"All humans seek the illusive touch of another's Soul, which opens us to the sense of belonging to something bigger than the self. Dr. Kortsch has given us the true "tao" of relationship in this brilliant exploration of emotional tapestry. We will be grateful for this illumination of spiritual partnership for generations to come." Chris Griscom, Spiritual Leader, Author

"Eloquent and comprehensive, showing how your primary love relationship may be a sacred vessel that transports you and your partner to a place of mutual healing and expansion." Robert Schwartz, Author: Your Soul's Gift: The Healing Power of the Life You Planned Before You Were Born

"The Tao of Spiritual Partnership is a unique blend of wit and wisdom; Dr. Kortsch encourages us to take responsibility for our relationships, while recognizing and seizing the opportunities for our own personal spiritual growth." William Buhlman, Author of Adventures Beyond the Body

Friday, June 29, 2012

The Gift of Solitude

The thought of solitude tends to make us a slightly nervous.

Who wants to be alone?

What's good about being alone?
All that silence...
What would I do?
It would mean no one wants to be with me
I'd feel lonely

And yet, if we do not allow ourselves some moments of solitude on a daily basis, we become stuck...or you might like to call it we can no longer see clearly.

Dr. Walter Dresel, a Uruguayan MD whose work I am unable to find in English, has written an enlightening book about today's topic of solitude called Toma un café contigo mismo (Have a coffee with yourself).

It is an invitation to begin an internal dialogue leading towards a greater self awareness about how one's expectations and self-image tend to become violated by the kind of experiences that society and human narrow-mindedness define as failures.

Whether you have the coffee the title of his book encourages you to, or whether you take a solitary walk, or simply sit somewhere in contemplative silence, is not as important as the fact that you do indeed take the time to do this.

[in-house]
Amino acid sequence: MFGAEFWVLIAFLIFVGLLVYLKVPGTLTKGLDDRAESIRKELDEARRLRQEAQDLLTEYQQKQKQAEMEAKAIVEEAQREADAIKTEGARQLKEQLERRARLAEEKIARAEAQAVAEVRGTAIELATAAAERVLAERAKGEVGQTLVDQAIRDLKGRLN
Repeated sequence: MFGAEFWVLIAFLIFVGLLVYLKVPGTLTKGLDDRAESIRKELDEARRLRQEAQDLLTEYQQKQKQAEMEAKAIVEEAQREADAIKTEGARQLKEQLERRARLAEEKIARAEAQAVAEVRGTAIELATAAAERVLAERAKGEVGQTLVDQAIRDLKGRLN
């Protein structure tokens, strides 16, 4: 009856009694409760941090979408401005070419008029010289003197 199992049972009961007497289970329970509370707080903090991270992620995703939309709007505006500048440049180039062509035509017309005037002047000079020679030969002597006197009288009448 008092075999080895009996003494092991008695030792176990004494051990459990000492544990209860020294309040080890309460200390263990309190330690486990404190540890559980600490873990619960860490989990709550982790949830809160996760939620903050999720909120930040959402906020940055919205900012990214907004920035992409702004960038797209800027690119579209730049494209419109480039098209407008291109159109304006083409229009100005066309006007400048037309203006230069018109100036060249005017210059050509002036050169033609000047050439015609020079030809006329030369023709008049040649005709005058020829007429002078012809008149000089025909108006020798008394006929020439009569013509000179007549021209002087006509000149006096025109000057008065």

When I was still in the corporate world, and at a point where I had reached the glass ceiling of that particular area of the company, I sat in my private office with a view and luxuriated in the silence, the solitude, and the luxury of being able to think. To really think. In that instance, of course, what I was thinking about was the future of the strategy I was to pursue within my particular area of expertise, what made sense, what did not, how to continue, what to lay aside. But in doing this, I simply sat quietly in my comfortable director's chair, behind my out-sized desk, and thought. I specifically requested no interruptions for a period of 30 minutes on each of the occasions I did this, and I often had a cup of coffee at the same time.

Doing this gave me insight in a way I could never have had in the midst of frantic busy-ness. The time to sit back and think is a luxury, but a necessary luxury and of course, not only for business strategy, but also for one's life, one's hopes, aspirations, dreams, and goals, one's sense of self and self-esteem, and so much more.


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